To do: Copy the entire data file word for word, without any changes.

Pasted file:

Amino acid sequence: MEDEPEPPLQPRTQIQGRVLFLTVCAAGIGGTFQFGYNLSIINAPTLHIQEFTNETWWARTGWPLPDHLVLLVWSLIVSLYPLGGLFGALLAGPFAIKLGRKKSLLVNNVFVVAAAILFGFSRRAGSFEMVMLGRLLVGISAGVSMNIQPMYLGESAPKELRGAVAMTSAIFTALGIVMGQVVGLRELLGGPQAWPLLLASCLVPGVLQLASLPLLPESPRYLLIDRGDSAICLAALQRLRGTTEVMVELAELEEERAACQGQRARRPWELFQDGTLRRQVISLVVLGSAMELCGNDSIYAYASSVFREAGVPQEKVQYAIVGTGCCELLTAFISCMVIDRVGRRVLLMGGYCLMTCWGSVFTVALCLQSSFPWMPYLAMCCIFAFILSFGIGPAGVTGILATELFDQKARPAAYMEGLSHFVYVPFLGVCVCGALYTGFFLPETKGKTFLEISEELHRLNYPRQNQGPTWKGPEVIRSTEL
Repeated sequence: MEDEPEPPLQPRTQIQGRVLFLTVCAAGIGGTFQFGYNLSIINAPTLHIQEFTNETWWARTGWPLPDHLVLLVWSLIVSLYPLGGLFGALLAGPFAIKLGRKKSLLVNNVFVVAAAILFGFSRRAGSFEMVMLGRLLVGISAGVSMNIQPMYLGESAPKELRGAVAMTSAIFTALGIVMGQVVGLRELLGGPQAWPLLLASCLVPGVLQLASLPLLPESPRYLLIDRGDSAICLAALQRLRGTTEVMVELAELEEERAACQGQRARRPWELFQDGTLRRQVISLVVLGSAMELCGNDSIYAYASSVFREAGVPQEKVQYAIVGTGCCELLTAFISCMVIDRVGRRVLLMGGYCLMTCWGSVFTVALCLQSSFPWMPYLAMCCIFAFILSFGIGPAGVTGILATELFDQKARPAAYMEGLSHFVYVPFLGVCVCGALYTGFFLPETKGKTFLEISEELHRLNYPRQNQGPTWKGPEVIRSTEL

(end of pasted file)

Amino acid sequence: MEDEPEPPLQPRTQIQGRVLFLTVCAAGIGGTFQFGYNLSIINAPTLHIQEFTNETWWARTGWPLPDHLVLLVWSLIVSLYPLGGLFGALLAGPFAIKLGRKKSLLVNNVFVVAAAILFGFSRRAGSFEMVMLGRLLVGISAGVSMNIQPMYLGESAPKELRGAVAMTSAIFTALGIVMGQVVGLRELLGGPQAWPLLLASCLVPGVLQLASLPLLPESPRYLLIDRGDSAICLAALQRLRGTTEVMVELAELEEERAACQGQRARRPWELFQDGTLRRQVISLVVLGSAMELCGNDSIYAYASSVFREAGVPQEKVQYAIVGTGCCELLTAFISCMVIDRVGRRVLLMGGYCLMTCWGSVFTVALCLQSSFPWMPYLAMCCIFAFILSFGIGPAGVTGILATELFDQKARPAAYMEGLSHFVYVPFLGVCVCGALYTGFFLPETKGKTFLEISEELHRLNYPRQNQGPTWKGPEVIRSTEL
Repeated sequence: MEDEPEPPLQPRTQIQGRVLFLTVCAAGIGGTFQFGYNLSIINAPTLHIQEFTNETWWARTGWPLPDHLVLLVWSLIVSLYPLGGLFGALLAGPFAIKLGRKKSLLVNNVFVVAAAILFGFSRRAGSFEMVMLGRLLVGISAGVSMNIQPMYLGESAPKELRGAVAMTSAIFTALGIVMGQVVGLRELLGGPQAWPLLLASCLVPGVLQLASLPLLPESPRYLLIDRGDSAICLAALQRLRGTTEVMVELAELEEERAACQGQRARRPWELFQDGTLRRQVISLVVLGSAMELCGNDSIYAYASSVFREAGVPQEKVQYAIVGTGCCELLTAFISCMVIDRVGRRVLLMGGYCLMTCWGSVFTVALCLQSSFPWMPYLAMCCIFAFILSFGIGPAGVTGILATELFDQKARPAAYMEGLSHFVYVPFLGVCVCGALYTGFFLPETKGKTFLEISEELHRLNYPRQNQGPTWKGPEVIRSTEL